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Valuable lessons

If children are asked: “What do you want to do when you grow up?” not many would say “I want to work in insurance.” I certainly didn’t – my childhood dream was to play professional cricket for Surrey. Later I thought about flying in the RAF or possibly some kind of career in physics.

As it happened, my first job was in the research laboratories of British Aluminium. Metallurgy, using electron microscopes and testing new alloys, had a certain fascination but there was one major snag – after a year, I had a pay rise from £7 a week to £7 12s 6d a week – not very much even then.

My uncle, who was a branch manager with an insurer, said there were good careers in insurance. After interviews with Legal & Gen-eral and CM&G, I accepted the offer from CM&G – mainly because £450 a year was better than £375 a year.

CM&G made a great impression on me and the standards and attitudes that I learned there have stayed with me ever since – pride in good service, in the company and in the industry plus integrity in all things.

In my second week, a policyholder called wanting a purchased life annuity. I asked a colleague for the rate. He said our rates were not good and a specialist annuity office would be better. I relayed this but the client said he preferred to stay with us. I was told to re-emphasise that our annuities really were not good at all but the caller insisted that we had always given excellent service and the rate was not that important – so in the end we offered the contract.

I took two things from this – the importance and value of good service and the principle of considering the best interests of policyholders. In my CM&G days, treating customers fairly was truly an inseparable and indistinguishable part and principle of normal operations.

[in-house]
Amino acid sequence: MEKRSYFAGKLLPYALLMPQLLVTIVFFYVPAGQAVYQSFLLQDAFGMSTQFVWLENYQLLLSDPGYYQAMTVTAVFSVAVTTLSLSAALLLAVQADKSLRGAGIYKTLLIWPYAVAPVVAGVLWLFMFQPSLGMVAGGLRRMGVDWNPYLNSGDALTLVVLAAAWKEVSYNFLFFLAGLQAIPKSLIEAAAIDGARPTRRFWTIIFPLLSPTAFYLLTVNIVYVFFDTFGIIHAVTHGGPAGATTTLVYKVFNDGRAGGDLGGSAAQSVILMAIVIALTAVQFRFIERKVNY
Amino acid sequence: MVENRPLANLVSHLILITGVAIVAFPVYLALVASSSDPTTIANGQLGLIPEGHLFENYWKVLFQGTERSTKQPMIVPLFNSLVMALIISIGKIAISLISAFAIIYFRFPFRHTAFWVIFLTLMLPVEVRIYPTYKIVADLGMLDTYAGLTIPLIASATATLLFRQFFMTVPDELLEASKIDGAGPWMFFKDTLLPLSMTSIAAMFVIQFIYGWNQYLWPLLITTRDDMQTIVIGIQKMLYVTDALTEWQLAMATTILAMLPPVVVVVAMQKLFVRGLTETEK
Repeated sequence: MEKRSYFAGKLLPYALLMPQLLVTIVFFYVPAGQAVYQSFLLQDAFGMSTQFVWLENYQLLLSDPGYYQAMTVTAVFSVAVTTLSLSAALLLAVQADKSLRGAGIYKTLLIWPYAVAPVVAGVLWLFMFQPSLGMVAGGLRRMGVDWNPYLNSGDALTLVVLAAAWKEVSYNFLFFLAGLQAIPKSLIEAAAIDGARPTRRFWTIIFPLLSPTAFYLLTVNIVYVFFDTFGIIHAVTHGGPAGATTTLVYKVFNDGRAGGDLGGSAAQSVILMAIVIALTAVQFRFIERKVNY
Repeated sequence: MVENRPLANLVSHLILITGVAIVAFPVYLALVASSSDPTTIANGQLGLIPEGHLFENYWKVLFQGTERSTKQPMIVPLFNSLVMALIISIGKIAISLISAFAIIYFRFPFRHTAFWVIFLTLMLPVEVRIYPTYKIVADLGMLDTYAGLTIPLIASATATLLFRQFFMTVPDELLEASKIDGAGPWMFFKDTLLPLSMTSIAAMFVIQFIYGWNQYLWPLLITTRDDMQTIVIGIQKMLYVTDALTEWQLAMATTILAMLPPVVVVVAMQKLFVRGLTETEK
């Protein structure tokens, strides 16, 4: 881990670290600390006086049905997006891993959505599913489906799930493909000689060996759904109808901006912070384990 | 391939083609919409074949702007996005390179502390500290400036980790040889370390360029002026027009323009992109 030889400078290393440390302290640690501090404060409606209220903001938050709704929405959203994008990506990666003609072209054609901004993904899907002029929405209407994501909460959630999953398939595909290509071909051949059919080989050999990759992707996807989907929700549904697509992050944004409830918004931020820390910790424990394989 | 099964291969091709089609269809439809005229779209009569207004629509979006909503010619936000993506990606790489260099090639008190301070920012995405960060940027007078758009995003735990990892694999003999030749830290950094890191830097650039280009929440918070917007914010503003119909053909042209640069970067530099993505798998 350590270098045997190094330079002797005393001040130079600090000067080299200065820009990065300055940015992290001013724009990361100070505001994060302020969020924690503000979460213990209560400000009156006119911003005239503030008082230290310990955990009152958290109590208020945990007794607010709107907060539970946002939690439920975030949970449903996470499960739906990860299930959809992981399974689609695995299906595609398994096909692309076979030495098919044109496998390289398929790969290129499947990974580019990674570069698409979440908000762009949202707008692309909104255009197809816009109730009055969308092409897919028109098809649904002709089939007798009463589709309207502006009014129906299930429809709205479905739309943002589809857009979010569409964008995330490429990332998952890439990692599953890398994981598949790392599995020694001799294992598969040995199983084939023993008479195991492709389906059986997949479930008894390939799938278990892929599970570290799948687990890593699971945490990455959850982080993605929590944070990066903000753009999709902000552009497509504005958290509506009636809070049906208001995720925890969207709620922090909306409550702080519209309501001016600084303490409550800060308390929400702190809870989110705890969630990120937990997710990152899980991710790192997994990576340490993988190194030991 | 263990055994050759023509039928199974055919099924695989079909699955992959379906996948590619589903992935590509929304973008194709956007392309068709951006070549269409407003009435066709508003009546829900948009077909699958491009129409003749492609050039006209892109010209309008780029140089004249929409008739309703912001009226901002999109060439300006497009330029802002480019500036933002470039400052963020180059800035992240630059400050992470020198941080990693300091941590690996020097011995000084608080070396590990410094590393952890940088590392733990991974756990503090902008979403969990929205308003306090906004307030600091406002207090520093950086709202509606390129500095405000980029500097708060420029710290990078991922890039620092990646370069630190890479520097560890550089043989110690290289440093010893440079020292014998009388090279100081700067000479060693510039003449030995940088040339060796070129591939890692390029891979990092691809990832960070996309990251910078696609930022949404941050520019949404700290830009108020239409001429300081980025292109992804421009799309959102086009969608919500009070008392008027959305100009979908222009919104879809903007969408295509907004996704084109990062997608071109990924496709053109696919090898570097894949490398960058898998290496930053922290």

After six years in the West End, my move to National Mutual was quite a cultural change although core attitudes of high prof-essional standards and integrity were the same.

Accepting an invi-tation to head the pension division at Merchant Investors in 1979, I entered yet another very different environment – a young unit-linked office with both broker and direct sales divisions focused on marketing.

A new experience and appreciation of direct-sales operations followed – so too did experience of being a senior executive of a subsidiary of a major world wide insurance group – Nationale Nederlanden. Visits to the group head office in the Hague opened the door on operations in other countries and general corporate planning and management in a diverse group. This experience has proved invaluable in my current role.

I had always had a hankering to run my own show and because of uncertainty about the future of Merchant Investors following its sale in 1988, I decided to start a new company – essentially a specialist pension consultancy providing services to others in the industry.

A chance meeting with Robin Ellison resulted in the formation of another company providing specialist wholesale Sipp services. Shortly after, we raised the capital to form a new insurer – London & Colonial – specifically to offer the new self-invested open annuity product that we had developed.

This became hugely successful and now, having consolidated the various companies into a coherent group, we are expanding the product range and evolving distribution in other jurisdictions.

So, where to now? Retirement plans? Not on the agenda – I have ambitions for the group and there is a lot to go for – oh yes, and I am enjoying it all too much to stop now.

Ken Wrench is CEO of London & Colonial

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